The reason for this is probably that many of the shorts weren’t originally intended to be in the same movie and were randomly thrown together at the last minute. Yet this weird yoyo rhythm is so overt that I can’t help thinking it was intentional. Fortunately, its abandoned from this point on and while not all of the remaining segments are great, they all find a happy medium between the artistic and the entertaining. Like this next one for instance.

Prokofiev’s Peter and the Wolf

I’ve heard that this short was originally conceived as part of Fantasia. While its take on the classical composition isn’t as creative as the ones in that movie, it’s probably my favorite part of Make Mine Music. Maybe not quite as funny as Casey at the Bat or as visually stunning as the artier ones, but more satisfying. The characters of Peter, his grandfather, Sasha the bird, Sonya the duck and Ivan the cat are all highly amusing to watch. I’d expected the wolf to be comic too but he’s actually kind of terrifying.

I think that decision works wonderfully, making for a cartoon that is both funny and very suspenseful.

As with Pablo the Penguin’s short in Three Caballeros, the only words spoken in this are by Sterling Holloway’s dryly humorous narrator. Again, I’m not sure if narration was necessary at all since the story unfolds so clearly, but it has its moments.

Holloway: Peter, don’t just stand that way!
Holloway: And don’t stand that way either.

After You’ve Gone performed by the Goodman Quartet

If you’re familiar with such surreal animated scenes as, say, Pink Elephants on Parade from Dumbo, you’ve seen this short about constantly shapeshifting musical instruments done better. But it benefits from the virtue of brevity.

Johnny Fedora and Alice Bluebonnet sung by the Andrews Sisters

This one tells the story of two hats in a department store who fall in love but are tragically separated.

The various hats are anthropomorphized in some clever ways. I especially admire a scene where a bar brawl is portrayed as a fight between the brawlers’ headgear.

As this suggests, Johnny’s search for Alice gets pretty dark and dramatic. I kind of like that about this cartoon.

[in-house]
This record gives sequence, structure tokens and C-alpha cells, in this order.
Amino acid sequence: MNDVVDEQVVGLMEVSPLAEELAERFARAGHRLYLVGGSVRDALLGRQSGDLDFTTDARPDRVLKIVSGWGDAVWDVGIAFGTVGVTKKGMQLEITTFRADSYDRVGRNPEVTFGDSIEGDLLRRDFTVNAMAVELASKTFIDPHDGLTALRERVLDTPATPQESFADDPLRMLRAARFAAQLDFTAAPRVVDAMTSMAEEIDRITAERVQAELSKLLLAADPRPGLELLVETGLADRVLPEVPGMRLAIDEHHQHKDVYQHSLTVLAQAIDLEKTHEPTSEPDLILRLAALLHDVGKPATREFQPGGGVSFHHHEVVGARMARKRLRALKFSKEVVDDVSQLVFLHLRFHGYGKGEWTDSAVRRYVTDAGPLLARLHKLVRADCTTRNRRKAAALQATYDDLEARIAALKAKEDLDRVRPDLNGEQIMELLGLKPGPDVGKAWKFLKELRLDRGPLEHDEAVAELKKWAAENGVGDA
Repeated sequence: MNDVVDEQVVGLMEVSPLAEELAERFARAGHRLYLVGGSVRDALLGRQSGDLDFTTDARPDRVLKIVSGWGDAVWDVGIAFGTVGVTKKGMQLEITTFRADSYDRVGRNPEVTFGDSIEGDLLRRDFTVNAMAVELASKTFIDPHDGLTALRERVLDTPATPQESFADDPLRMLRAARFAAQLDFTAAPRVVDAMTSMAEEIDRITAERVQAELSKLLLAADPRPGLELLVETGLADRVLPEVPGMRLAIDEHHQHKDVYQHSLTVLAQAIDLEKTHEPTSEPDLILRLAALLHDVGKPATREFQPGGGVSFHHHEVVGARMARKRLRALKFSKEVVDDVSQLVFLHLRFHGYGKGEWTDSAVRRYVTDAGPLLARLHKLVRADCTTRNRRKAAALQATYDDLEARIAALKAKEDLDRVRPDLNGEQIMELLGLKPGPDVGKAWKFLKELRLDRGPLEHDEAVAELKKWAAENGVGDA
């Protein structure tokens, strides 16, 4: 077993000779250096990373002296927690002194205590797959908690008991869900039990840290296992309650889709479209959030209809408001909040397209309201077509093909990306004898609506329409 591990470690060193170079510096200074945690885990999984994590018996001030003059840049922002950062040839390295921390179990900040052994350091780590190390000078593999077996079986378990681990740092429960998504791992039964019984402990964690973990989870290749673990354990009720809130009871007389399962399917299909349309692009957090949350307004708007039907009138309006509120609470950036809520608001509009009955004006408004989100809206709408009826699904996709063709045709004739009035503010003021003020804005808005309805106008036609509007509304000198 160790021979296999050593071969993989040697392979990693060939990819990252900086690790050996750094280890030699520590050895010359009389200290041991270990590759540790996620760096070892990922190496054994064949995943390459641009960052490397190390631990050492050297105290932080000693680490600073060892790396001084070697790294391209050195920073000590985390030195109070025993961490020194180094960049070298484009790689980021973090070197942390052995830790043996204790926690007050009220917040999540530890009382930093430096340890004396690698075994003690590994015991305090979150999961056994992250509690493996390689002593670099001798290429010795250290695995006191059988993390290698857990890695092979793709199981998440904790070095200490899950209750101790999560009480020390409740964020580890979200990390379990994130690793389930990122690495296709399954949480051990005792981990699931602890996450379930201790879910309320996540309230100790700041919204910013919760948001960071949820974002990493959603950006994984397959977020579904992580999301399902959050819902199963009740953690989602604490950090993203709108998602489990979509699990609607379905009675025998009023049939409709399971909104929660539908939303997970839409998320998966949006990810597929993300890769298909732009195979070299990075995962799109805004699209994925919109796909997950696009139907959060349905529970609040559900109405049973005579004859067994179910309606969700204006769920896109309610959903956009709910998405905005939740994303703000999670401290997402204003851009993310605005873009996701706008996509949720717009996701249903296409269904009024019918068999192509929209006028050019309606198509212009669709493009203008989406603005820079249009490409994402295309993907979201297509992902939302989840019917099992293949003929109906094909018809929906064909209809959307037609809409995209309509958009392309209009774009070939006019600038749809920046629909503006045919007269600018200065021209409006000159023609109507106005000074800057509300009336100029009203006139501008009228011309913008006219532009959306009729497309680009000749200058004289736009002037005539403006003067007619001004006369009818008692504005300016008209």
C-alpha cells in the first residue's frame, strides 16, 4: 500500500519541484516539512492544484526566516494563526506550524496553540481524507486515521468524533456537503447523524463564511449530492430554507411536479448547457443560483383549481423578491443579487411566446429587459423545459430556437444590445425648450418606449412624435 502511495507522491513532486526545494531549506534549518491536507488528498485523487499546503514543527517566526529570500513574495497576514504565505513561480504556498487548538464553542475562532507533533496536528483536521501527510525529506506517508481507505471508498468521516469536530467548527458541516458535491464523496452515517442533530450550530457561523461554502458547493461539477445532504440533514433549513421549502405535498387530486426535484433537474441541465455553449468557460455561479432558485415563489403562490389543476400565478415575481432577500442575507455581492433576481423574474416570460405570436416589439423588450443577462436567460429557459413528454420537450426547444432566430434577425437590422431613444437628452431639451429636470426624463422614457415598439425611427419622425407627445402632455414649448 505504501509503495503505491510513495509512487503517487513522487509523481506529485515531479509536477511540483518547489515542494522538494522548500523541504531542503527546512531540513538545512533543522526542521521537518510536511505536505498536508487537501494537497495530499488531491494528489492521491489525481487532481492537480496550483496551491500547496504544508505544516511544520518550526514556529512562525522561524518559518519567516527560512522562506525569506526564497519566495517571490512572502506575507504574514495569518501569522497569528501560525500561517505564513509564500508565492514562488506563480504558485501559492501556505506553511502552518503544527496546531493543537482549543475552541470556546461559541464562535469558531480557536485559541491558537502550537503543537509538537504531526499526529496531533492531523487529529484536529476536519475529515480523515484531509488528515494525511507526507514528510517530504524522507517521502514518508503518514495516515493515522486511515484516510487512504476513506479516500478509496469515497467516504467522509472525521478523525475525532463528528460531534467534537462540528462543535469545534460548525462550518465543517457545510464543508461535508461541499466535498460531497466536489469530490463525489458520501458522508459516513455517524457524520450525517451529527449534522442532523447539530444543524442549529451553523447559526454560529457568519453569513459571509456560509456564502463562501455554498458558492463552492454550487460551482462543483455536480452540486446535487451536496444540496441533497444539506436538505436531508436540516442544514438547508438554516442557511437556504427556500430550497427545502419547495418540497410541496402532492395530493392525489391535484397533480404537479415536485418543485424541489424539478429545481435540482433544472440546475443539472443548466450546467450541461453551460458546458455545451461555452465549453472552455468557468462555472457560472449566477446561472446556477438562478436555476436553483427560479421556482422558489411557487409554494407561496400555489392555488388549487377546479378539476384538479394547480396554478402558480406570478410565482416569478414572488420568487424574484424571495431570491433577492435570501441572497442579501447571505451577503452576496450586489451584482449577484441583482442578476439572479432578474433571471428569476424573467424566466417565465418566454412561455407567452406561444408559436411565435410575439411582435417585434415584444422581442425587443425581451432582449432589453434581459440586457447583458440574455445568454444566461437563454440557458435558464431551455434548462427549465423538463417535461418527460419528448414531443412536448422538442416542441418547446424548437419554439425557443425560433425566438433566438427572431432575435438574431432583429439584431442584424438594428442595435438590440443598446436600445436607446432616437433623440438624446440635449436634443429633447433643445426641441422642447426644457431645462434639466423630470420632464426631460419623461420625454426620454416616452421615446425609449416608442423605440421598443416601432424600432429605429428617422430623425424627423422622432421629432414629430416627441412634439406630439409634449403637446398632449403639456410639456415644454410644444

On the whole, one of the better sections though I can’t shake the feeling it had potential up to which it didn’t live.[9]In 2013, Pixar released The Blue Umbrella, a short with a similar premise that while less dark, ended up being more emotional due to better chemistry between the leads.

The Whale Who Wanted to Sing at the Met featuring Nelson Eddy

The final short is about Willie, a whale who can sing opera in tenor, baritone and bass. An impresario called Tetti Tatti reads about this in the paper and guesses that a singer is trapped inside the animal. He sets out to harpoon Willie and get his hands on this incredible new talent. When Willie sees a newspaper clipping about the expedition, he happily assumes that he is the talent Tetti Tatti wants to discover. I wouldn’t call the ensuing story particularly engaging but it is interestingly weird. Nelson Eddy sings and speaks for all the characters and it’s a good showcase for his talent.

Remember what I wrote about how Fantasia represented a time when the Disney brand was less set in stone and they could be a little depressing? Well, the same could be said of the tragic end to this segment, which isn’t called an opera pathetique for no reason. And since it’s the last one, by extension the whole movie ends tragically. (At least Fantasia made sure its last piece was an uplifting one.)

As a matter of fact, of all the narrative shorts only Peter and the Wolf and Johnny Fedora and Alice Bluebonnet have really happy endings, though I wouldn’t call the conclusions of The Martins and the Coys or Casey at the Bat sad so much as cynically humorous. Couple that with the sadness of Without You and the grim middle section of Johnny Fedora and you’ve got one of the least cheery Disney movies out there. If Make Mine Music has some kind of connective tissue, maybe that’s it, though it kind of gives the lie to the title song’s lyrics, “Music will play the shadows away when everything seems to go wrong…”

Melody Time (1948)

The second “poor man’s Fantasia”[10]Which arguably isn’t any more driven by music than Disney movies generally were back then but, hey, they had to title it something. also opens by flexing its starry cast. I kind of hate myself for saying that because I kind of love these opening credits but the description isn’t inaccurate. We begin with a stack of sheet music on a music stand and as we flip through it, we’re shown the names of Melody Time‘s big stars with the corresponding songs they sing or perform in it.